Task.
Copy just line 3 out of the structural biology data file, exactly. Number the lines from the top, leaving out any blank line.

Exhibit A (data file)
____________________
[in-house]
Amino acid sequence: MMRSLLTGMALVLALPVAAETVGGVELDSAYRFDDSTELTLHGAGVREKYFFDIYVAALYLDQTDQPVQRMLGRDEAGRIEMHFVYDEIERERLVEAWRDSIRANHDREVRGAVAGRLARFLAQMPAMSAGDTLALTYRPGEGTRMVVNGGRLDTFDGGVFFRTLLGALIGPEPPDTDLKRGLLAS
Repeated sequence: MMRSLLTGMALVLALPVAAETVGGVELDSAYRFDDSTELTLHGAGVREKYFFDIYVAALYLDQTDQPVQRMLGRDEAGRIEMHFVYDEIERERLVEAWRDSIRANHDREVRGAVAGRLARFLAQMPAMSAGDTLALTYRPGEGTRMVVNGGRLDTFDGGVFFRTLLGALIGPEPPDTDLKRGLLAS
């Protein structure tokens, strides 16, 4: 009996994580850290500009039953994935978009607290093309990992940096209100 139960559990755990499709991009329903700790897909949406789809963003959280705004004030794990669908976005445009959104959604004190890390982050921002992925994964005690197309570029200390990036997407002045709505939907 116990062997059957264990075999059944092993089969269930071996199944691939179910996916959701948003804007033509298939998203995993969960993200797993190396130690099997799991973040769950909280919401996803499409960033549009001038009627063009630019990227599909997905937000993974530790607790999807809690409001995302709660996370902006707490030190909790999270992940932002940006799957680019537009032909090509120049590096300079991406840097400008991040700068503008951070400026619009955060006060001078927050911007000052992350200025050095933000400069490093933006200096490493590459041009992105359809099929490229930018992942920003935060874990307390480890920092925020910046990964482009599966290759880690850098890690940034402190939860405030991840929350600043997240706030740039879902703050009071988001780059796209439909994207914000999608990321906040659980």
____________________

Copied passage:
Repeated sequence: MMRSLLTGMALVLALPVAAETVGGVELDSAYRFDDSTELTLHGAGVREKYFFDIYVAALYLDQTDQPVQRMLGRDEAGRIEMHFVYDEIERERLVEAWRDSIRANHDREVRGAVAGRLARFLAQMPAMSAGDTLALTYRPGEGTRMVVNGGRLDTFDGGVFFRTLLGALIGPEPPDTDLKRGLLAS